Demystifying Corporate Finance: the key concepts explained
If you look up corporate finance on Wikipedia, it will tell you that it is “the area of finance dealing with the sources of funding and the capital structure of corporations”. The term apparently originated in the 17th Century when the idea of stock exchanges first came about.
In its purest sense, corporate finance is really a quoted-company thing. It’s about capital structure, raising investment through share issues or debt through bonds. And as Old Mill is a firm specialising in owner-managed businesses, needless to say, we don’t do any of that!
But like many words and phrases, the use of the term has evolved over time and now encompasses a broader spectrum of activities. The things which come under the banner of corporate finance are all related to the activities quoted companies might undertake – namely, doing deals and raising money. What all of these activities have in common is that they are transactional.
Registry Offices are sometimes said to ‘hatch, match & dispatch’, or more formally, register births, marriages and deaths. Corporate finance is less romantic, and hopefully without the death. But to stretch the analogy, we:
Hatch – raise finance for new ventures and growth
Match – acquisitions or mergers
Dispatch – succession planning or exit.
Trying to launch a new business idea? Pushing on to the next stage or growing rapidly? In almost all businesses, start-up or growth needs capital – for the development phase, for premises and equipment, and to manage stock and debtors. If you’re preparing a forecast model to work out how much cash you need and where the ‘pinch points’ are, that’s corporate finance.
Writing the business plan to convince the bank to give you the facilities you need? That’s still corporate finance.
Putting together a prospectus for potential (traditional) investors, or a pitch for crowdfunding? Yes, that’s corporate finance too.
Sometimes, businesses come together – perhaps to provide a step-change in growth, or to bring in complementary offerings to enable them to move forward. It may be a deliberate strategy, where you initiate a search for a partner, or a reactive move, where someone approaches you with a business for sale.
Corporate finance activities are involved here too:
- evaluating the target and negotiating a deal and structure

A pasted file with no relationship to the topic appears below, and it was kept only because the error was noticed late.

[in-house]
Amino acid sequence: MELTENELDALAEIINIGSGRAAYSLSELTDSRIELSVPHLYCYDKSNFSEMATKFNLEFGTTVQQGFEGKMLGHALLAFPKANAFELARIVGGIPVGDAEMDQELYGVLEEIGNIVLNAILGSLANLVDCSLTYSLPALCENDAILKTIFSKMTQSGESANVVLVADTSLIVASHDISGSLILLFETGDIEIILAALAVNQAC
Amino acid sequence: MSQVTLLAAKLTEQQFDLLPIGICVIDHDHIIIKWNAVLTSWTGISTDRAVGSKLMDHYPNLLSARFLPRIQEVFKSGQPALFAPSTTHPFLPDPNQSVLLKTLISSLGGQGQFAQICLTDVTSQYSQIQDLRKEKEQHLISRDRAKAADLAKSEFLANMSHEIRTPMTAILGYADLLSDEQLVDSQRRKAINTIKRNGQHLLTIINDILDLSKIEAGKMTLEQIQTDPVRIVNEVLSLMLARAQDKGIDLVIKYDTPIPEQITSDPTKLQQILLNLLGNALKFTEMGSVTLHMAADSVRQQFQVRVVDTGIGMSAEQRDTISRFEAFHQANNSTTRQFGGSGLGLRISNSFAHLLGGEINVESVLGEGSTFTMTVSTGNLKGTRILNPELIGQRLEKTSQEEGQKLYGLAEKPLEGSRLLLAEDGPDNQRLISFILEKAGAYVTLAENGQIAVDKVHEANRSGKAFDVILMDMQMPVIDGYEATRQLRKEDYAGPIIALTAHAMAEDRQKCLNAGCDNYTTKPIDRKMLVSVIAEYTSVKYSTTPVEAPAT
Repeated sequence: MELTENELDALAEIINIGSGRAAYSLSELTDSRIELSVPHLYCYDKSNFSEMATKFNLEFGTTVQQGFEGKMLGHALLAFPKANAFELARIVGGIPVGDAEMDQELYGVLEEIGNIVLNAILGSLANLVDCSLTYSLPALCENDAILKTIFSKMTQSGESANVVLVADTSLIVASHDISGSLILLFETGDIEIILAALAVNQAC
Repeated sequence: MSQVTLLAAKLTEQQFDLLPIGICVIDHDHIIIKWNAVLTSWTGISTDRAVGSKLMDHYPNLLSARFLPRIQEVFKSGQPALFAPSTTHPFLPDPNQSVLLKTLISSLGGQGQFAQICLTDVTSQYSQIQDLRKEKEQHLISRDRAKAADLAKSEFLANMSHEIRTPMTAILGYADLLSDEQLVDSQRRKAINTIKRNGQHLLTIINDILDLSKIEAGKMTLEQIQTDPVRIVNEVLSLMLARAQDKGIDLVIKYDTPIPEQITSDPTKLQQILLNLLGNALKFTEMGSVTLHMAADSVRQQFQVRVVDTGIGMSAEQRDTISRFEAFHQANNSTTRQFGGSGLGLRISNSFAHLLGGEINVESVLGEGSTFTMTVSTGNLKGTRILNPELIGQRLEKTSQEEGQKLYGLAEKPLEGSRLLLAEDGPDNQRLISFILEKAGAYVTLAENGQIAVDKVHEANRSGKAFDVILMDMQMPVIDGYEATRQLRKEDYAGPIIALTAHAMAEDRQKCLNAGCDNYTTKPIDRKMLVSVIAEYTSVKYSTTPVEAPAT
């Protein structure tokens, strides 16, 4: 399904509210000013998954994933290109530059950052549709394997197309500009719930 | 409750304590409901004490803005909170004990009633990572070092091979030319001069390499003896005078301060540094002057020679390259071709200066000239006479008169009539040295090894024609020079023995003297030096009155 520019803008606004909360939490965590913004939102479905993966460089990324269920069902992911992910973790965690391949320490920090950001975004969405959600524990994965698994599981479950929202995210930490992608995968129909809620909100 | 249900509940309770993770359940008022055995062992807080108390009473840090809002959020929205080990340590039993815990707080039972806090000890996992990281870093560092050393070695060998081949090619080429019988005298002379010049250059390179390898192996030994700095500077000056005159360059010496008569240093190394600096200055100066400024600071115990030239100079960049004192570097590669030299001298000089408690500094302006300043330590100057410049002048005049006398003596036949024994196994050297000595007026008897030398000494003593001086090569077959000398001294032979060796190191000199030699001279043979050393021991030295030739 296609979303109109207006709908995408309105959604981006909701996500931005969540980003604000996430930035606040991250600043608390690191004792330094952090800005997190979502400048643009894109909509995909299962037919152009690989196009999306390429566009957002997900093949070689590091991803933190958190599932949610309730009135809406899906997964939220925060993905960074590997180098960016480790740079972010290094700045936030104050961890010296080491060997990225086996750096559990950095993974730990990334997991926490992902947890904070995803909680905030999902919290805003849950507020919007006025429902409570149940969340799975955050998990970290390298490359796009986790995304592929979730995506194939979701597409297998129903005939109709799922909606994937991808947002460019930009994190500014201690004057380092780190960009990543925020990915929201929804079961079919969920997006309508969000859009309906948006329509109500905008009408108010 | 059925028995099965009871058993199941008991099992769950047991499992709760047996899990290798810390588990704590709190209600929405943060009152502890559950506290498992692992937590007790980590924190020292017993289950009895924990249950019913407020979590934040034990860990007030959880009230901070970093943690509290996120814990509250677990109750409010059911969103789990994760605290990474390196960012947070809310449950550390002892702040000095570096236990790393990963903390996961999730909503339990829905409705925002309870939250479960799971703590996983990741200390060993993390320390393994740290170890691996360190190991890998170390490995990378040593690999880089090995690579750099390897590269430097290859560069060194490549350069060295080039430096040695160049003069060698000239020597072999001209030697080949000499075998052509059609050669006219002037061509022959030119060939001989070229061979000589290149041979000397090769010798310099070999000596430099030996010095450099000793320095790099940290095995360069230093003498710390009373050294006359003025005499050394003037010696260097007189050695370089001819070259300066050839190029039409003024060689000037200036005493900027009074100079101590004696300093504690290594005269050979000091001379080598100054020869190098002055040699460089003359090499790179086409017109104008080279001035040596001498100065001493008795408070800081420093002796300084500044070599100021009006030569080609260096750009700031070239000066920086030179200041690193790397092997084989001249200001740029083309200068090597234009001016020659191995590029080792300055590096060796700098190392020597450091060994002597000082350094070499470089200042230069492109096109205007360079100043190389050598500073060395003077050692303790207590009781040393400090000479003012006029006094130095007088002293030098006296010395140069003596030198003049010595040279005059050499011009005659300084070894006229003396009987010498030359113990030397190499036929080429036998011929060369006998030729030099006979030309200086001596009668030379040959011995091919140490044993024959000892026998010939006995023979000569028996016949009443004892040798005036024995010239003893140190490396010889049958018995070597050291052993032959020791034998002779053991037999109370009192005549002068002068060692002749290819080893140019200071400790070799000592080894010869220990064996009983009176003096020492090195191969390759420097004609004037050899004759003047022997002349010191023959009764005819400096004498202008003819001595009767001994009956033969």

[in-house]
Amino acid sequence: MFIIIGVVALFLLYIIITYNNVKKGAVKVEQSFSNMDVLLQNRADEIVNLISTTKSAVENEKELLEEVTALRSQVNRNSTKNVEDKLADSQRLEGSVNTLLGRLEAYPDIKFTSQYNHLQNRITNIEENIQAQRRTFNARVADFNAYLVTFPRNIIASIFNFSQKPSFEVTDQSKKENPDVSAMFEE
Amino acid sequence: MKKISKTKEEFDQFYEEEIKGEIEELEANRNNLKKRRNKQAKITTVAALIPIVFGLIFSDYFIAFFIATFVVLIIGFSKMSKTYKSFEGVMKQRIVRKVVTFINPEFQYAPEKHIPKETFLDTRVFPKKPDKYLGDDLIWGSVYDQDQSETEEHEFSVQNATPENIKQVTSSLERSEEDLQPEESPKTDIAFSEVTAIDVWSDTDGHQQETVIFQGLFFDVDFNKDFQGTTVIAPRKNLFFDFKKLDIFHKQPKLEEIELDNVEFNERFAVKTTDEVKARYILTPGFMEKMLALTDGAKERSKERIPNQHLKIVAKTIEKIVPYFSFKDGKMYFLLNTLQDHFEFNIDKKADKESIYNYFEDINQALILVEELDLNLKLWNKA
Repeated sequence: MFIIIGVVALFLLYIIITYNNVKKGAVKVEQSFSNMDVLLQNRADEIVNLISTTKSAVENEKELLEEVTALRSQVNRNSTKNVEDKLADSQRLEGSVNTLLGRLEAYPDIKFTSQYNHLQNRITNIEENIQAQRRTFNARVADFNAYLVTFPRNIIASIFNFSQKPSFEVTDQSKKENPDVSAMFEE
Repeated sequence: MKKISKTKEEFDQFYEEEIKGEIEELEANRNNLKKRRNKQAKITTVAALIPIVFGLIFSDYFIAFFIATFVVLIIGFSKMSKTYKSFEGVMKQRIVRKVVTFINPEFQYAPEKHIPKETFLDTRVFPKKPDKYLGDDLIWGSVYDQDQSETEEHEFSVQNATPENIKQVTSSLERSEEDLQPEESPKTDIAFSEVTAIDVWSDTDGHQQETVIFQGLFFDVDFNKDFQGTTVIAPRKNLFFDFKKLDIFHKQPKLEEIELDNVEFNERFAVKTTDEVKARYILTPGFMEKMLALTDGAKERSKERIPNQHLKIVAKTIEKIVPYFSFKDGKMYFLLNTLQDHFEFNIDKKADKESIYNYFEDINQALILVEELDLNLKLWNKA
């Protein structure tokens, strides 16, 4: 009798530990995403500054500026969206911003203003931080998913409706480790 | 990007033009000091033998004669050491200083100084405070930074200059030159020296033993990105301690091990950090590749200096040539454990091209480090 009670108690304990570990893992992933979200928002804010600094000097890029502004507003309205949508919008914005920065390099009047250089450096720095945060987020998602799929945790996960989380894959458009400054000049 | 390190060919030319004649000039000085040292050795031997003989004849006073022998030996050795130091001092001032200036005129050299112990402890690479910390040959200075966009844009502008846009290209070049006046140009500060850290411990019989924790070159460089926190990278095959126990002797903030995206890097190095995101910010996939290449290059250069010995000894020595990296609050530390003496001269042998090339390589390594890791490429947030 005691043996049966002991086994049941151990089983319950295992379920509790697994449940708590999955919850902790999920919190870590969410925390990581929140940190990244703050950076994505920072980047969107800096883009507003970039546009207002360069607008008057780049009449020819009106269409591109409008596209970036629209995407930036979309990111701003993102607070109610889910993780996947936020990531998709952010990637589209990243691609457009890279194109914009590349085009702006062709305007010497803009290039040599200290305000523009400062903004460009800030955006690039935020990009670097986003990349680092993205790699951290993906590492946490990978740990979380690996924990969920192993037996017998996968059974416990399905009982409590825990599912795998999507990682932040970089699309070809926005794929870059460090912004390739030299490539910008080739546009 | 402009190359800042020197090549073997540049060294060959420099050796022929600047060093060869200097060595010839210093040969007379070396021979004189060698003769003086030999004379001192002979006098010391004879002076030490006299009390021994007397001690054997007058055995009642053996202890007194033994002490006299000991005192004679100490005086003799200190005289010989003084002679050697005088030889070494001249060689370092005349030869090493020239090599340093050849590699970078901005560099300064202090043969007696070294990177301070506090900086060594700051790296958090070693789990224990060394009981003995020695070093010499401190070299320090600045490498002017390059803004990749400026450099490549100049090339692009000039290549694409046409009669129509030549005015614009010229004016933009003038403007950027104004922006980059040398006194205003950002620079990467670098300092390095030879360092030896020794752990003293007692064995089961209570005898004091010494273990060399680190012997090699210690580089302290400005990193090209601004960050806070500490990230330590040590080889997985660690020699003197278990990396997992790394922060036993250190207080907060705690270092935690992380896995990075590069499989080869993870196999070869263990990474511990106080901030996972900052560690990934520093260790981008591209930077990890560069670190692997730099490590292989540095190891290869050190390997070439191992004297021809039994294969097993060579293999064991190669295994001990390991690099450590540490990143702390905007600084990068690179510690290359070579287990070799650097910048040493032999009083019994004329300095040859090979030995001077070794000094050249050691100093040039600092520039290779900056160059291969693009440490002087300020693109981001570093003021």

- raising the finance to be able to do the deal (through the same forecast and business plan techniques as above)
- investigating the target (known as financial due diligence) to help you understand its true profitability and where the risks lie
- project management and liaising with all of the parties to the deal.
At some point, most people will want to leave their business – whether by passing it on through family, succession planning through a management buy-out or employee ownership trust, or selling it on to someone else in the trade. Structuring and financing a succession plan or buyout is classic corporate finance territory. So too is packaging a business for sale, although this is almost a discipline in its own right where finding and attracting a buyer is key.
As advisers to owner-managed businesses, our ‘ideological preference’ is for succession planning rather than sales, but we recognise that this isn’t right for everyone. Where a trade sale is the best option, we have relationships with one or two specialists who are better placed to find the best deal.
If you think this sounds glamorous and exciting, the reality is that it involves a lot of playing with spreadsheets and writing reports and advice letters – so not really glamorous at all. As it happens, we love a good spreadsheet, but even then we wouldn’t describe it as exciting.
What is exciting is that whatever type of corporate finance you’re involved in, you are part of helping someone to achieve a dream – whether that is a new venture, expansion or passing on the baton.
It can be stressful, and it’s always intense. In many cases, the transaction we’re involved with will be the biggest thing yet to have happened in a business. The intensity of the project has its upside though; clients and their Old Mill advisory team go through it together and tend to build great and lasting relationships as a result.
When it comes down to it, all business is about people and relationships. Corporate finance is no different.